What is Docker?
I stumbled across Docker a while ago and the concept just intrigued me. The ability to create an application that only ships with the parts it needs. Windows and its applications have often been criticised for their size and bloated overhead on the underlying hardware. This bloat also has security consequences in addition. Imagine, if Windows stopped shipping Windows OS’s without SMB v1 protocol enabled rather than just leaving it to additionally bloat the OS and leave it vulnerable to Petcha and WannaCry.
Docker allows for developers to be more agile and responsive to these modern needs. This is achieved by Dockers smarter architecture to software deployment. Docker manages the following:
- These are the base files for an application to run. Having this base image makes deployment of multiple applications and services quick, manageable and repeatable. For example if you needed multiple web servers you could have a single base image with the entire LAMP (Linux, Apache, MySQL, and PHP/Python/Perl) stack ready to run.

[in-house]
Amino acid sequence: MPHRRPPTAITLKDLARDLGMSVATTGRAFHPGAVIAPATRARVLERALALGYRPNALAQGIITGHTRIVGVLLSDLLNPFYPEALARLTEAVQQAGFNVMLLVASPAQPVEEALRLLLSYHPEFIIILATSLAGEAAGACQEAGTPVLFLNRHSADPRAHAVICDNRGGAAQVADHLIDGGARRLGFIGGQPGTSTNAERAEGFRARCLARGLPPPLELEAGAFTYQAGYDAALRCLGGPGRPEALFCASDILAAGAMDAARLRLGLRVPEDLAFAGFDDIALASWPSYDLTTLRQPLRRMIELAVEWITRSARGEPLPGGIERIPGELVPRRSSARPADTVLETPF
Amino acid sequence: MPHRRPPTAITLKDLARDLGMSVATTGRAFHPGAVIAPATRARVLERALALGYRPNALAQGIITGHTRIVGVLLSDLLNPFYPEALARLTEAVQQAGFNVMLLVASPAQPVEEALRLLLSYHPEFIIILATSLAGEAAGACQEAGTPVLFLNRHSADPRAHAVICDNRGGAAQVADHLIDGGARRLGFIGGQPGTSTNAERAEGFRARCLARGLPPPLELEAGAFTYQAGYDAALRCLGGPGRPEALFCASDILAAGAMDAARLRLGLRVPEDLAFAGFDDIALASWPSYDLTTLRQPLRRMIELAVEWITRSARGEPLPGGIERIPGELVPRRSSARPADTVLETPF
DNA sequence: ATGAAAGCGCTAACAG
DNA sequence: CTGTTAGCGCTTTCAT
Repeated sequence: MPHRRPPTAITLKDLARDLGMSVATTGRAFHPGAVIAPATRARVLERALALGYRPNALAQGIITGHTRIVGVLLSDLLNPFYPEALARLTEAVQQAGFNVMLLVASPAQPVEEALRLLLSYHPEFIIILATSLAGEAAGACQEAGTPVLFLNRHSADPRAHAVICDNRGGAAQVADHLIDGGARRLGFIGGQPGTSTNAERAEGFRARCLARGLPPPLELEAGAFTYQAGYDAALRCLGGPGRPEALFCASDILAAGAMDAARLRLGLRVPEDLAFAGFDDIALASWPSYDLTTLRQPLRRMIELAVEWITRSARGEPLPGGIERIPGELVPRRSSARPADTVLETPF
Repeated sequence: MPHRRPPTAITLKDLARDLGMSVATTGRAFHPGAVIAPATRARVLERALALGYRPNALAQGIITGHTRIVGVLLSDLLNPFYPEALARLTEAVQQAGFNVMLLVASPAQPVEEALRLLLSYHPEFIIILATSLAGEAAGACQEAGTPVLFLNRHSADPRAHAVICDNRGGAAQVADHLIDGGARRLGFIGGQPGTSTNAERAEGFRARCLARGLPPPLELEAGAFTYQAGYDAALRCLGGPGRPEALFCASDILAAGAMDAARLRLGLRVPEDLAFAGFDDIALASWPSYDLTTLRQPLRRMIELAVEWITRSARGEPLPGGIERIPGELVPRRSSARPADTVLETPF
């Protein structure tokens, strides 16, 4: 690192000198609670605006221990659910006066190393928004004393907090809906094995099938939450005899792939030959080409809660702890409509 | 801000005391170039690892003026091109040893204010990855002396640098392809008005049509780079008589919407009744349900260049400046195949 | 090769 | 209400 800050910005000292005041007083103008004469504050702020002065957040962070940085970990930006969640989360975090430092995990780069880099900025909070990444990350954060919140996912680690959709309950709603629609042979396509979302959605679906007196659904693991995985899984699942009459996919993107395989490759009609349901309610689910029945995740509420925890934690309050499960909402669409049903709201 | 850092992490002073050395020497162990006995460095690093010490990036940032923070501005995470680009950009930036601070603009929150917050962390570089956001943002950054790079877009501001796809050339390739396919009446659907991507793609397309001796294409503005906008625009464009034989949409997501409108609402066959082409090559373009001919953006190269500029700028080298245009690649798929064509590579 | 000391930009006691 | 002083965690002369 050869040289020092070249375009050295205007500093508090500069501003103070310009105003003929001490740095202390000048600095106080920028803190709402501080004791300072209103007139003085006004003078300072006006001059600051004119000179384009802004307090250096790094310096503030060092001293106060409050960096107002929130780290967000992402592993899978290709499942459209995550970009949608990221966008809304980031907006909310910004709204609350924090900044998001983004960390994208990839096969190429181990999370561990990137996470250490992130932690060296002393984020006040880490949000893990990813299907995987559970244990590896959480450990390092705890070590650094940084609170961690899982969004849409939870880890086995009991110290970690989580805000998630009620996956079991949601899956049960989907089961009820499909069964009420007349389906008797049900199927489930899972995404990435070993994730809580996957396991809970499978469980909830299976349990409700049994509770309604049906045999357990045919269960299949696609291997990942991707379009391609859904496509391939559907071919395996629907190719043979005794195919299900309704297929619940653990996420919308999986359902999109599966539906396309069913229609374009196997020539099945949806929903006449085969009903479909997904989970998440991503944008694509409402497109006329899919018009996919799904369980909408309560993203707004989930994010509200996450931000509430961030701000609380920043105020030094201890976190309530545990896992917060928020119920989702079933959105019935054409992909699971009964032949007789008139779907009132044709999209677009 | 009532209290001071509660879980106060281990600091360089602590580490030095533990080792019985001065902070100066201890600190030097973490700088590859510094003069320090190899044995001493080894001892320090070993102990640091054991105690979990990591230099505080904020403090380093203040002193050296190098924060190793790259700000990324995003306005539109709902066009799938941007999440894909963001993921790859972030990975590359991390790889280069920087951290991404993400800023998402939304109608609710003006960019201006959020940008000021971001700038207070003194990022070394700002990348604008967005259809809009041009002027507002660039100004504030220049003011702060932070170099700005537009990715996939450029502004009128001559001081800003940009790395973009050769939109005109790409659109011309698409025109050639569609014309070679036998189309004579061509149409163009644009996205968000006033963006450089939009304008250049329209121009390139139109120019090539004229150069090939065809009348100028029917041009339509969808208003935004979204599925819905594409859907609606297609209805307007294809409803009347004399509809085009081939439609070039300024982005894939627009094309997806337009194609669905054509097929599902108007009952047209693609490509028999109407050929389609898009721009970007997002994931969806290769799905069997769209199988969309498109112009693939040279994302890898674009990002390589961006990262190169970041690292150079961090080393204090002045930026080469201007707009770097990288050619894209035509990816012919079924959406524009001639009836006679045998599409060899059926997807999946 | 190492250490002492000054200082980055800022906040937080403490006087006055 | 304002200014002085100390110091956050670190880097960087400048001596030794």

- Containers are the individual instances of the base image. For example I need to run two separate LAMP stacks with individual content on each. You could rapidly deploy two containers that utilise the same base image.
- Docker has the ability to manage the network resources for all your containers. This can help dynamically ensure ports are open and the applications are running.
- Docker will provision storage pools and manage this process for the containers that need resource. I would advise reading about persistent and non persistent storage when looking into Docker deployments.
Docker ultimately improves all aspects of application deployment, management, and maintenance. You get the very best efficiencies out of the underlying hardware and is a really cool advancement in tech. Docker is the go to system for ‘Micro Services’ but in my opinion they have many uses. From a ‘Micro Service’ perspective, lets say you need to run a mini survey for your company. You could simply spin up a container, collect the data, analyse it then delete it in a very rapid and efficient manner. This is a great way of achieving a businesses needs rapidly but also remove issues around long term retention of data especially with GDPR and other regulations coming on tap.